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Florida Eighth Grader Arrested After Threatening To Kill Minorities In Group Chat Because ‘White Lives Matter’

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The Miami-Dade Police Department has arrested a 13-year-old eighth-grader from Leewood K-8 Center on a felony charge.

Last Wednesday, the boy sent threatening text messages via group chat, planning to kill minorities and members of the LGBTQ+ community with the ammunition available in his home.

The student claimed that minorities complained too much about oppression and other issues, and that this was reason enough to kill them. He also stated that he had the military training to kill these individuals himself.

Despite only being thirteen, he appeared to understand the gravity of the statements he was making, and the social shock value of his words.

He stated that he knew his words would be taken seriously, and that he would be listened to, because of identifying as a “straight, white male.”

He also compared LGBTQ+ oppression with the systemic oppression of owning firearms.
The teen wrote: 

“I don’t care if you are oppressed because we all have our problems. Wanna hear what is oppressed? My shotgun ammo because I am wasting it on minorities like you.” 

The thirteen-year-old later added:

“I am on my way to murder you. I hate not only you and your ‘LGBT community’ but I also hate your ‘blacklivesmatter’ because, guess what, white lives matter too.”

Fellow students in the group chat saw the threats and reported them, which led to his arrest.

Jackie Calzadilla, the spokesperson for the school system, said of the student’s actions: 

“Miami-Dade County Public Schools goes to great lengths to promote a culture of respect, restraint, and tolerance among our students. Students who choose negative words or actions over the values we promote will learn a tough lesson. Written and verbal threats of any kind will be handled swiftly and may result in severe consequences.”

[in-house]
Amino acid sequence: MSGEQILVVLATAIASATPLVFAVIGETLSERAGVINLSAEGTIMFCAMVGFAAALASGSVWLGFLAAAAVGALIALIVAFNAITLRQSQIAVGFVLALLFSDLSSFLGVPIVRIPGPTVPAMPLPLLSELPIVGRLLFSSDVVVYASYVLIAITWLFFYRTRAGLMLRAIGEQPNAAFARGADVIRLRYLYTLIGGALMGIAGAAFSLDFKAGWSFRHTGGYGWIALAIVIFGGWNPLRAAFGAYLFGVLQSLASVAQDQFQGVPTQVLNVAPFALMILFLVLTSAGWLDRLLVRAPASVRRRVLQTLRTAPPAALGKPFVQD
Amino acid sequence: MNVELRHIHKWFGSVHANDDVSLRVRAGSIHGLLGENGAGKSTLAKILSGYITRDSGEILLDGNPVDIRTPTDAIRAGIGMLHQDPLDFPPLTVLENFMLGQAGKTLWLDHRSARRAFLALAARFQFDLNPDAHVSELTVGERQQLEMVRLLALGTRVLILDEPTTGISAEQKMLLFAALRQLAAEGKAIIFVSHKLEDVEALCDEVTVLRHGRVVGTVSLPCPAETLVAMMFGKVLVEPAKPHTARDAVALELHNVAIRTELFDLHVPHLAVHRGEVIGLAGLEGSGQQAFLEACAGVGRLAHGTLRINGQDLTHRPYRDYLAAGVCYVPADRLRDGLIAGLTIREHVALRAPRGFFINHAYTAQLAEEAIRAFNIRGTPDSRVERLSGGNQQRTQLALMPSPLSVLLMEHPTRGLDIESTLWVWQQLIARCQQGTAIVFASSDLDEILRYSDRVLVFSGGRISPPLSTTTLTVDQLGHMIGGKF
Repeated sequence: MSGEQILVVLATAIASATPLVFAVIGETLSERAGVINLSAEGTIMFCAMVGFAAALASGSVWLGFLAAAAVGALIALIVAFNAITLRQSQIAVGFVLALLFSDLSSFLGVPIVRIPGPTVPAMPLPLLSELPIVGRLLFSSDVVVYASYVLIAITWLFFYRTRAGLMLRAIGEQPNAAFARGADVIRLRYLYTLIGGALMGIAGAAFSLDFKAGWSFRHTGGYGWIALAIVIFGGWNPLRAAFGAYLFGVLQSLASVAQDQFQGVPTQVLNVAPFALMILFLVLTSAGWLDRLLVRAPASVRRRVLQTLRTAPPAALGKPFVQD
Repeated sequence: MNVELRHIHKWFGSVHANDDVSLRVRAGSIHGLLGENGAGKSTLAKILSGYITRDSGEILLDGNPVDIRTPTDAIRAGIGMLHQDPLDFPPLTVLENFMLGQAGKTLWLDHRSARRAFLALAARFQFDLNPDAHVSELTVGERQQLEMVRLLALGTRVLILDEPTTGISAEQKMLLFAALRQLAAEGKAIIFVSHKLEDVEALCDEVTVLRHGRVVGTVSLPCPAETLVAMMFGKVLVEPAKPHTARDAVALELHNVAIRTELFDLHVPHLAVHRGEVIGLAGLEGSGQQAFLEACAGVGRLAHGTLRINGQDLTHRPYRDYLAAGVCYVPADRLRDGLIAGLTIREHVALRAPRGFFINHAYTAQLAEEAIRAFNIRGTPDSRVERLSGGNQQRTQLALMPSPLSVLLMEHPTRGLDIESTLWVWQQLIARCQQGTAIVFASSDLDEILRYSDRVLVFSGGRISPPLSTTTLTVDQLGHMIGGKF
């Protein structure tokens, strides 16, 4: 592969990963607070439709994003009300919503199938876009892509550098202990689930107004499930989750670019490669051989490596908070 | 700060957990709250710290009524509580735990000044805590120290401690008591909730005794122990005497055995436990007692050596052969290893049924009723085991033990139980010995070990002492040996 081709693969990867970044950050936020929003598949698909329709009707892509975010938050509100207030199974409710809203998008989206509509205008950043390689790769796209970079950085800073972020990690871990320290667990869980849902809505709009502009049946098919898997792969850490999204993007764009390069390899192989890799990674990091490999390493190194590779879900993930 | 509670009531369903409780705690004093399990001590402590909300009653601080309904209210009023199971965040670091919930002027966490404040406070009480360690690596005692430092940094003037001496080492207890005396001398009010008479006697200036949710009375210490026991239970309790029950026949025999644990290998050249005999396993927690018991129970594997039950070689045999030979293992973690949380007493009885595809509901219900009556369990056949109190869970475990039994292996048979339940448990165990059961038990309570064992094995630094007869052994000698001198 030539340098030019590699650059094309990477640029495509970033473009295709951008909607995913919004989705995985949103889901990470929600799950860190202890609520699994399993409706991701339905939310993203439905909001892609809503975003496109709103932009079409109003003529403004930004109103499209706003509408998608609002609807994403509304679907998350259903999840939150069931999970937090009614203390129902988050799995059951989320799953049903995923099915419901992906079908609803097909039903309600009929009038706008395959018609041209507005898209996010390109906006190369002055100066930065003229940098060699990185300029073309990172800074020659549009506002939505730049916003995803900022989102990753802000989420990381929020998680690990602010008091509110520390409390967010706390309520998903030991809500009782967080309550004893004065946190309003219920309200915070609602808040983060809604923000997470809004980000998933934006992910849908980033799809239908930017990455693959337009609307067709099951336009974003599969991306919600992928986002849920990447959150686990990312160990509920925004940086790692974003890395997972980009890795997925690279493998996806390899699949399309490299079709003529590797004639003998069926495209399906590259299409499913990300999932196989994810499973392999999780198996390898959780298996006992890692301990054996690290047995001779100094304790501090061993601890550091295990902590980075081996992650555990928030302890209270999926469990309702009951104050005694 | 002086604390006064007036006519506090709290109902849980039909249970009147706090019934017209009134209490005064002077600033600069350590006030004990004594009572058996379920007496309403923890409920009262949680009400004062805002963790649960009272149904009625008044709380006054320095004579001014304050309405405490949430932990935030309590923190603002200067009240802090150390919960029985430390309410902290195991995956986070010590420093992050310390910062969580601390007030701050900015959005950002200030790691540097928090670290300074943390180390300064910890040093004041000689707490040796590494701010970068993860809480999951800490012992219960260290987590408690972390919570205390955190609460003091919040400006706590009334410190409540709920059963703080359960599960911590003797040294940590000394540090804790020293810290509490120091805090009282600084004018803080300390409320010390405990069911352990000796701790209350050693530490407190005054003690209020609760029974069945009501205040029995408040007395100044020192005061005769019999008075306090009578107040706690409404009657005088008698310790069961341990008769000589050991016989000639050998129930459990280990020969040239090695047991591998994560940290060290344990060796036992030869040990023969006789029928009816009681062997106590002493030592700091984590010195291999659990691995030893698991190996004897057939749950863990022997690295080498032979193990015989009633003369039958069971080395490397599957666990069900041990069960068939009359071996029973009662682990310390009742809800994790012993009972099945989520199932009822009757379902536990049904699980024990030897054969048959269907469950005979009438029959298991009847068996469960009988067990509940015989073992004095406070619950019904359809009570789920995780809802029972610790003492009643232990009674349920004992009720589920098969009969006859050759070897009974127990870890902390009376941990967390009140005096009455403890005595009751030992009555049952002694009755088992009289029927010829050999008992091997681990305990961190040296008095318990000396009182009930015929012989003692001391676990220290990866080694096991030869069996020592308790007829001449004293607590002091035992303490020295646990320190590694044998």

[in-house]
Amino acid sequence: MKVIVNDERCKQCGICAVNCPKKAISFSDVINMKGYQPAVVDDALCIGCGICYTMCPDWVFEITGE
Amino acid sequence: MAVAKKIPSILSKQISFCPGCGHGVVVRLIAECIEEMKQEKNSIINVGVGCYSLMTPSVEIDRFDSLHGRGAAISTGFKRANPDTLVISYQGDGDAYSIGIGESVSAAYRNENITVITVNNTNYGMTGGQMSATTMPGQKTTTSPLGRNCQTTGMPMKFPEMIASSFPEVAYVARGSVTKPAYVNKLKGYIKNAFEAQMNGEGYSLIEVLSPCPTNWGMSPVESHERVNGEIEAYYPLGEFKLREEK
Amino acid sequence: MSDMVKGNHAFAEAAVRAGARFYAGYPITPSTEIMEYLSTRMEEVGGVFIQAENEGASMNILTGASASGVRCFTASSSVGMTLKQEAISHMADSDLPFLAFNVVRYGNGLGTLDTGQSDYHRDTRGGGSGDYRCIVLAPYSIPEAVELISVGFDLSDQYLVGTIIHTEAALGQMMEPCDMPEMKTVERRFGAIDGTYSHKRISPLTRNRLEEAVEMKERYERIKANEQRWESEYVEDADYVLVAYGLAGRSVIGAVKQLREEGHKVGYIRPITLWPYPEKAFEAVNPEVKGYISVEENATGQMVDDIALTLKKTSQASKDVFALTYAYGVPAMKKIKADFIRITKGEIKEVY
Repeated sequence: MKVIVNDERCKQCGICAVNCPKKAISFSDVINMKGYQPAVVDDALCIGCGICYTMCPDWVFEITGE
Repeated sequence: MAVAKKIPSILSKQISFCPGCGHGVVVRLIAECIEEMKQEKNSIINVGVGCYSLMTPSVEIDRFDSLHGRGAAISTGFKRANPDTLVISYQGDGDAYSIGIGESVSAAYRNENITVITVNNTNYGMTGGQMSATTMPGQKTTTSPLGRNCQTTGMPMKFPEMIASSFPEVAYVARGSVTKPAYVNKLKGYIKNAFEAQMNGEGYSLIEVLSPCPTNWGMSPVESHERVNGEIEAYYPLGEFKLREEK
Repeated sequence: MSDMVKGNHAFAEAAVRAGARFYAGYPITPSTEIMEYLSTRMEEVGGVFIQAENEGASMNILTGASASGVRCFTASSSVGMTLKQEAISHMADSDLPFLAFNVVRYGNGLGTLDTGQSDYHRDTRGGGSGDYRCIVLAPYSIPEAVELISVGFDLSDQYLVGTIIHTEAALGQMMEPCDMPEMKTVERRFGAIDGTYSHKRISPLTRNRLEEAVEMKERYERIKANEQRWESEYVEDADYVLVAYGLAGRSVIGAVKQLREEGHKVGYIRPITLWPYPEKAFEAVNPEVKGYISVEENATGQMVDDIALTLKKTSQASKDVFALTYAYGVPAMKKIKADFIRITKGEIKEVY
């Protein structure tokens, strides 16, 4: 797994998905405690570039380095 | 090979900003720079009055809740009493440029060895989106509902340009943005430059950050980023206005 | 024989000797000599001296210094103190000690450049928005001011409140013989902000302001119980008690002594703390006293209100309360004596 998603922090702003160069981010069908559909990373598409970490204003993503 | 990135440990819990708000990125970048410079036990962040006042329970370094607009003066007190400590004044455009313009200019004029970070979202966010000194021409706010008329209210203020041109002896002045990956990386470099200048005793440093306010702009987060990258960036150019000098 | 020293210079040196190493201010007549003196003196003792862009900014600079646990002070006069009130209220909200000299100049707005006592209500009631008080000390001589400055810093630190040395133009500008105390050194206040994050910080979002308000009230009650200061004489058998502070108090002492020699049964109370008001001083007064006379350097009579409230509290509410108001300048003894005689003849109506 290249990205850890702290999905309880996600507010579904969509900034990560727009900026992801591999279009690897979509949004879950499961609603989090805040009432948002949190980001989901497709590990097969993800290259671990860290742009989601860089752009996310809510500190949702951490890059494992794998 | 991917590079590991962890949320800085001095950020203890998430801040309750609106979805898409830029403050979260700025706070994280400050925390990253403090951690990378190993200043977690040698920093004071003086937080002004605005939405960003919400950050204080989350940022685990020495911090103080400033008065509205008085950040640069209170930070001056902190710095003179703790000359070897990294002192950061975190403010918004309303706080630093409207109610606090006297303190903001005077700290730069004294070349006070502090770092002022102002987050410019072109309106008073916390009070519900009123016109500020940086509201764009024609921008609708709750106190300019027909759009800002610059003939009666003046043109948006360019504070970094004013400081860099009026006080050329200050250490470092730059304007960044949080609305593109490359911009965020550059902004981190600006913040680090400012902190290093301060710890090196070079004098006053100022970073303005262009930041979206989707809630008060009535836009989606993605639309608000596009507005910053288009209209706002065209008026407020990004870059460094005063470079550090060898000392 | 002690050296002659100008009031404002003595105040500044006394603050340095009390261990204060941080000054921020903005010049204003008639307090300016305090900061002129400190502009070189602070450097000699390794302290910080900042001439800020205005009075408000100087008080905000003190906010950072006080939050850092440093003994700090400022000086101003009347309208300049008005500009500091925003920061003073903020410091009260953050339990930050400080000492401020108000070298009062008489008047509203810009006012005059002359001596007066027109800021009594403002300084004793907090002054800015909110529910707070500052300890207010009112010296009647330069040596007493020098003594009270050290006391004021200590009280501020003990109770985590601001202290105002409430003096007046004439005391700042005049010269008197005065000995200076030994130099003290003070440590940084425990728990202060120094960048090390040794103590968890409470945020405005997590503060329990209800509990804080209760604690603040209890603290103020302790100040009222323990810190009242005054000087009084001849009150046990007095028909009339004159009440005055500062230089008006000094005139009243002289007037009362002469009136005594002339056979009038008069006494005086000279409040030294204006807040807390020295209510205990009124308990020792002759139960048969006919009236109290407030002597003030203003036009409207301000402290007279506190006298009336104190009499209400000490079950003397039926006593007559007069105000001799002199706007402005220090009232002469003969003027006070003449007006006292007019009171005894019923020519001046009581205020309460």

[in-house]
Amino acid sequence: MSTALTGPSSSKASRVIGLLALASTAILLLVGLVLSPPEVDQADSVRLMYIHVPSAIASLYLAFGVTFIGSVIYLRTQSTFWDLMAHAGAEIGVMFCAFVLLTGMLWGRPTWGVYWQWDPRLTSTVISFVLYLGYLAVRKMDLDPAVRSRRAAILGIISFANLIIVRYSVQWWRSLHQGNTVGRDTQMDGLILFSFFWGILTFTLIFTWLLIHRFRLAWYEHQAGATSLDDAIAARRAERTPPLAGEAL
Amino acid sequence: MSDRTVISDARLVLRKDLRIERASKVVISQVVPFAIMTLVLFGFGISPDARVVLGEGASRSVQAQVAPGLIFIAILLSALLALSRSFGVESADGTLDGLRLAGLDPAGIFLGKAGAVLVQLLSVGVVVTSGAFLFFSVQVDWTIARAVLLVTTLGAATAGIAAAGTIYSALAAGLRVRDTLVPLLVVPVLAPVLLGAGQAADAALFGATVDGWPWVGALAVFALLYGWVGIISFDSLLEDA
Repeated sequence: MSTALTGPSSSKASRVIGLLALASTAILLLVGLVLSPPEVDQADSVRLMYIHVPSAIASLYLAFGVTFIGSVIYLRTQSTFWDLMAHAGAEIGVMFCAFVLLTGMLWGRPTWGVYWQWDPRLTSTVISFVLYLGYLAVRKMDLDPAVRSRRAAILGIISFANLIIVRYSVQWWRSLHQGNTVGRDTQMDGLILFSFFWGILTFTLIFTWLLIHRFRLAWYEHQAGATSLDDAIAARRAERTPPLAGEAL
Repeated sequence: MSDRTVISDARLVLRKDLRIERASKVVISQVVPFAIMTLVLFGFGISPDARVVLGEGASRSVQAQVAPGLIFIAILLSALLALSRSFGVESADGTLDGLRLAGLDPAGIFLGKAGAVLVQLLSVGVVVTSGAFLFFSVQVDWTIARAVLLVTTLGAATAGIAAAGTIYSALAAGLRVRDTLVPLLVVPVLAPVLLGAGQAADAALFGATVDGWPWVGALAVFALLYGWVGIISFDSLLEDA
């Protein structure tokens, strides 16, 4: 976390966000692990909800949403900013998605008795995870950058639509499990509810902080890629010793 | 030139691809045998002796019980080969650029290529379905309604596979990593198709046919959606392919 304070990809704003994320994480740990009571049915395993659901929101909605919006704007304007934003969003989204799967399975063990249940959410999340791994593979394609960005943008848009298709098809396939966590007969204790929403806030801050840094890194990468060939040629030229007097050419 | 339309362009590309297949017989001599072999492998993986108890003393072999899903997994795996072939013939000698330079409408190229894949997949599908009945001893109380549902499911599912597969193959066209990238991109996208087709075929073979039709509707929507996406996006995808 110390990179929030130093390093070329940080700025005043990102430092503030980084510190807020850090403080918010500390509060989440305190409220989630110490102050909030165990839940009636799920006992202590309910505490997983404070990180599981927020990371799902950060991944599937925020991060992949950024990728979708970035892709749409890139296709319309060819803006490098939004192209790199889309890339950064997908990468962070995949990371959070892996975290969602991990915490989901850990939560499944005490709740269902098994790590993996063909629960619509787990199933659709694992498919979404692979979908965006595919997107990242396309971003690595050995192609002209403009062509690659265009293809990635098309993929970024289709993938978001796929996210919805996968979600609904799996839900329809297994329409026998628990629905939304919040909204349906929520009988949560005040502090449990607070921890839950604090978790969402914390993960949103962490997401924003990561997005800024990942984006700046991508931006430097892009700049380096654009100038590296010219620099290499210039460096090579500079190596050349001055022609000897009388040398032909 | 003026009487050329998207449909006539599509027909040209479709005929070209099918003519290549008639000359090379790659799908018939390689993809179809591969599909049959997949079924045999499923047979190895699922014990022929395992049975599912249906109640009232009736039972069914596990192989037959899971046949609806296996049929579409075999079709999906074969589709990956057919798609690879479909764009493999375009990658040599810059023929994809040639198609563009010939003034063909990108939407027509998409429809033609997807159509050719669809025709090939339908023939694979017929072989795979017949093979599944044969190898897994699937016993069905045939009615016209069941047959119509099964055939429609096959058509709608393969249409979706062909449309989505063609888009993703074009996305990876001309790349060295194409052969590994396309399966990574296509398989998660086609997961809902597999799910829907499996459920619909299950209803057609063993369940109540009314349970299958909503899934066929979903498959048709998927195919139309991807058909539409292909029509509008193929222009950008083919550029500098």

When confronted by law enforcement officials, the student back-peddled on his statements and said he had copy-and-pasted the words from another source.

Because of the gravity of the threats, however, he was transported to a juvenile detention center and charged with one count of writing threats to kill.

Several parents weighed in on the situation, his words and how his actions were handled.

One parent, Shauntae Fountain, stated:

“The whole thing is mind-boggling.”

Another parent said: 

“It’s scary that their minds think like that.”

One father, Mike Mesa, confided:

“Unfortunately, this is becoming the new normal, and it’s a scary situation to be in.

When contacted for comment, the boy’s grandfather said he would not have written such messages, because they are an immigrant family. He also said the family did not like guns, and the teen would not have access to them.

No matter the living situation in his home, his actions have made some parents in the community restless, and more than likely some students as well.

So how can schools and parents combat such hate in young people?

The book Homophobia: Deal with it and turn prejudice into pride, available here, includes activities to foster discussion.

“That’s so gay! It’s a phrase commonly heard in school halls and playgrounds. But when used as a put-down, it’s also homophobic.”

“With plenty of quizzes, Q+As, comics, and scenarios, this interactive and highly visual new book in the Deal With It series helps kids determine what is―and what isn’t―homophobia, and what they can do to make their schools, homes, and communities more safe and inclusive for everyone.”

The book Teaching Tough Topics: How Do I Use Children’s Literature to Build a Deeper Understanding of Social Justice, Equity, and Diversity?, available here, gives educators, youth leaders and parents tools to make children think critically about bigotry.

“Teaching Tough Topics shows teachers how to lead students to become caring citizens as they read and respond to quality children’s literature. It focuses on topics that can be challenging or sensitive yet significant for building an understanding of social justice, diversity and equity.”

“Racism, homophobia, bullying, religious intolerance, poverty, and physical and mental challenges are just some of the themes explored. The book is rooted in the belief that, by using picture books, novels, poetry, and nonfiction, teachers can enrich learning with compassion and empathy as students make connections to texts, to others and to the world.”

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McKenzie Lynn Tozan

Written by McKenzie Lynn Tozan

McKenzie Lynn Tozan lives in North Chicago, where she works as a poet, freelance writer, and editor. She received her MFA in Creative Writing from Western Michigan University, and her BA in English from Indiana University South Bend. Her poems have appeared in Rogue Agent, Whale Road Review, the James Franco Review, Thank You for Swallowing, and elsewhere; and her essays and book reviews have appeared with Memoir Mixtapes, The Rumpus, BookPage, and Motherly, among others. When she's not reading and writing, she's in her garden or spending time with her family. For more, visit www.mckenzielynntozan.com.